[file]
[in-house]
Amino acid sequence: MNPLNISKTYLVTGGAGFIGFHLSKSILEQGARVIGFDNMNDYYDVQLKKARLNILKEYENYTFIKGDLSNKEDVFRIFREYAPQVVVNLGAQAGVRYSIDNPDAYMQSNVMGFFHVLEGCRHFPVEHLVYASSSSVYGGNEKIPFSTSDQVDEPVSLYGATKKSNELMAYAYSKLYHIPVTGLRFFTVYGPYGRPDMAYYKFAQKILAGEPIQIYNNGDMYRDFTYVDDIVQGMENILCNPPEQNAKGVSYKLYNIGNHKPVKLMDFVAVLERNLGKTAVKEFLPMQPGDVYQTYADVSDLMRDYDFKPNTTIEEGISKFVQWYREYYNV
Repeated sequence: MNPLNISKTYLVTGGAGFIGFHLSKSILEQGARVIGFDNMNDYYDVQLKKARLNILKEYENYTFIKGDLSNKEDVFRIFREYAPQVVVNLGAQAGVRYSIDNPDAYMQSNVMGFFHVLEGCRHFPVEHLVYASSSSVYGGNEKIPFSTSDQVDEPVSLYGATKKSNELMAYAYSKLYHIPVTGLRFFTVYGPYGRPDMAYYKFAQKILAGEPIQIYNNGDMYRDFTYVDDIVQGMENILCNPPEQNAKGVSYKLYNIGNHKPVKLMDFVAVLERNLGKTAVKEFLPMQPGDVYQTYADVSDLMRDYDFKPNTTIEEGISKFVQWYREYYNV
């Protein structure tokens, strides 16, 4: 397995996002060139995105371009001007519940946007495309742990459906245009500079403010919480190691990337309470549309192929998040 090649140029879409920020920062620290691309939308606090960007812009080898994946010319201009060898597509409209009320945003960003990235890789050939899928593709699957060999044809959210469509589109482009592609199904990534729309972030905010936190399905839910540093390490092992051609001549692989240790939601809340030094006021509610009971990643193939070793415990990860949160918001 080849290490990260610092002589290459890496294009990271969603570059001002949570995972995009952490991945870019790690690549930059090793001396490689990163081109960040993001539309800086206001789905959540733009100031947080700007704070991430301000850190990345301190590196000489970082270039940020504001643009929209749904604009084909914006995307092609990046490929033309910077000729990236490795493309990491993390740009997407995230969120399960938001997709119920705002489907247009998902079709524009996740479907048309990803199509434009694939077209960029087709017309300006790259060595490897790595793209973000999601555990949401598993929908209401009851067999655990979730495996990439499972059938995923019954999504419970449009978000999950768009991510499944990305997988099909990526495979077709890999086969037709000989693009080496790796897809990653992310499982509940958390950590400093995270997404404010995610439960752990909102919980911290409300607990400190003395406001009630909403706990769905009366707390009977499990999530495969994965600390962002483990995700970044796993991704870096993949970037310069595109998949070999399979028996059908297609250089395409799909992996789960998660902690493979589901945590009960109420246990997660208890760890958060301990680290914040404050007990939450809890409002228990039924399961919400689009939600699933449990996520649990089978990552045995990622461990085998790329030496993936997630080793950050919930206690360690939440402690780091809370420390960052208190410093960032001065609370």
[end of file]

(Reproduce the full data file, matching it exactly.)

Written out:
[in-house]
Amino acid sequence: MNPLNISKTYLVTGGAGFIGFHLSKSILEQGARVIGFDNMNDYYDVQLKKARLNILKEYENYTFIKGDLSNKEDVFRIFREYAPQVVVNLGAQAGVRYSIDNPDAYMQSNVMGFFHVLEGCRHFPVEHLVYASSSSVYGGNEKIPFSTSDQVDEPVSLYGATKKSNELMAYAYSKLYHIPVTGLRFFTVYGPYGRPDMAYYKFAQKILAGEPIQIYNNGDMYRDFTYVDDIVQGMENILCNPPEQNAKGVSYKLYNIGNHKPVKLMDFVAVLERNLGKTAVKEFLPMQPGDVYQTYADVSDLMRDYDFKPNTTIEEGISKFVQWYREYYNV
Repeated sequence: MNPLNISKTYLVTGGAGFIGFHLSKSILEQGARVIGFDNMNDYYDVQLKKARLNILKEYENYTFIKGDLSNKEDVFRIFREYAPQVVVNLGAQAGVRYSIDNPDAYMQSNVMGFFHVLEGCRHFPVEHLVYASSSSVYGGNEKIPFSTSDQVDEPVSLYGATKKSNELMAYAYSKLYHIPVTGLRFFTVYGPYGRPDMAYYKFAQKILAGEPIQIYNNGDMYRDFTYVDDIVQGMENILCNPPEQNAKGVSYKLYNIGNHKPVKLMDFVAVLERNLGKTAVKEFLPMQPGDVYQTYADVSDLMRDYDFKPNTTIEEGISKFVQWYREYYNV
């Protein structure tokens, strides 16, 4: 397995996002060139995105371009001007519940946007495309742990459906245009500079403010919480190691990337309470549309192929998040 090649140029879409920020920062620290691309939308606090960007812009080898994946010319201009060898597509409209009320945003960003990235890789050939899928593709699957060999044809959210469509589109482009592609199904990534729309972030905010936190399905839910540093390490092992051609001549692989240790939601809340030094006021509610009971990643193939070793415990990860949160918001 080849290490990260610092002589290459890496294009990271969603570059001002949570995972995009952490991945870019790690690549930059090793001396490689990163081109960040993001539309800086206001789905959540733009100031947080700007704070991430301000850190990345301190590196000489970082270039940020504001643009929209749904604009084909914006995307092609990046490929033309910077000729990236490795493309990491993390740009997407995230969120399960938001997709119920705002489907247009998902079709524009996740479907048309990803199509434009694939077209960029087709017309300006790259060595490897790595793209973000999601555990949401598993929908209401009851067999655990979730495996990439499972059938995923019954999504419970449009978000999950768009991510499944990305997988099909990526495979077709890999086969037709000989693009080496790796897809990653992310499982509940958390950590400093995270997404404010995610439960752990909102919980911290409300607990400190003395406001009630909403706990769905009366707390009977499990999530495969994965600390962002483990995700970044796993991704870096993949970037310069595109998949070999399979028996059908297609250089395409799909992996789960998660902690493979589901945590009960109420246990997660208890760890958060301990680290914040404050007990939450809890409002228990039924399961919400689009939600699933449990996520649990089978990552045995990622461990085998790329030496993936997630080793950050919930206690360690939440402690780091809370420390960052208190410093960032001065609370």